In its election campaign, the Conservative Party said that when it arrived it would clean everything up and introduce a bill to prevent what had happened in the past from happening again.
I encourage my Conservative colleagues to read the recommendations in the Gomery report, which also said that this bill did not go far enough. The Conservative Party’s cure for the disease of corruption does not remedy anything because it does not prevent the culture of secrecy. The government will not keep any trail and public servants will be able to continue to communicate by telephone without having to put anything in writing. That is what happened in the sponsorship scandal: everything was done on the phone and nothing was in writing.
When the Information Commissioner received requests, whether from Mr. Justice Gomery or all the various departments, he could not find the documents that were requested. That is what Commissioner Reid still says today when he maintains that this bill does not change what is important, namely the fact that everything is based on access to information but only to the extent that the information is available.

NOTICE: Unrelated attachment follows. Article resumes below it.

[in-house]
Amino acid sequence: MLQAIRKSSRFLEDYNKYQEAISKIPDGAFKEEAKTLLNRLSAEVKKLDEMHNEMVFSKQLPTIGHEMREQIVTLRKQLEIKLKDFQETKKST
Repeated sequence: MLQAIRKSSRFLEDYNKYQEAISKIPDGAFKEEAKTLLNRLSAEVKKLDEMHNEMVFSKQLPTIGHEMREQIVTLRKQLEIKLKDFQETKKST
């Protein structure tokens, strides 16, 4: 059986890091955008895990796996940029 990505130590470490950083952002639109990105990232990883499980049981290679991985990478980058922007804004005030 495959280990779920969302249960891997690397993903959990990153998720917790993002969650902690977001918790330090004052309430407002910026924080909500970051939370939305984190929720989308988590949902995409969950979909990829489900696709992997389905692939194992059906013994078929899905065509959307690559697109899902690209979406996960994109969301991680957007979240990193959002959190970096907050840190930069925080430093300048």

So you will understand why our colleague from Repentigny went to such lengths to try to make the other parties, especially the Conservatives and the NDP, understand that they should not go so fast. Some very important things were criticized, and this bill does not change them.
The most important of these things is to require that the administration keep written records and keep all the documents about every issue, every program. This bill does not do that, as the Information Commissioner and others said. Access to information is not amended, so no information is available, and there is no requirement to keep any information.
A full-scale reform of the situation that gave rise to the sponsorship scandal is needed. Yet this is not what the Conservative Party is doing. The Conservative Party is playing politics. It has a minority government, and it had high hopes of quickly winning a majority, but this will not happen. Why? Because too many Conservative members do not realize that by going too fast, they are not fixing anything.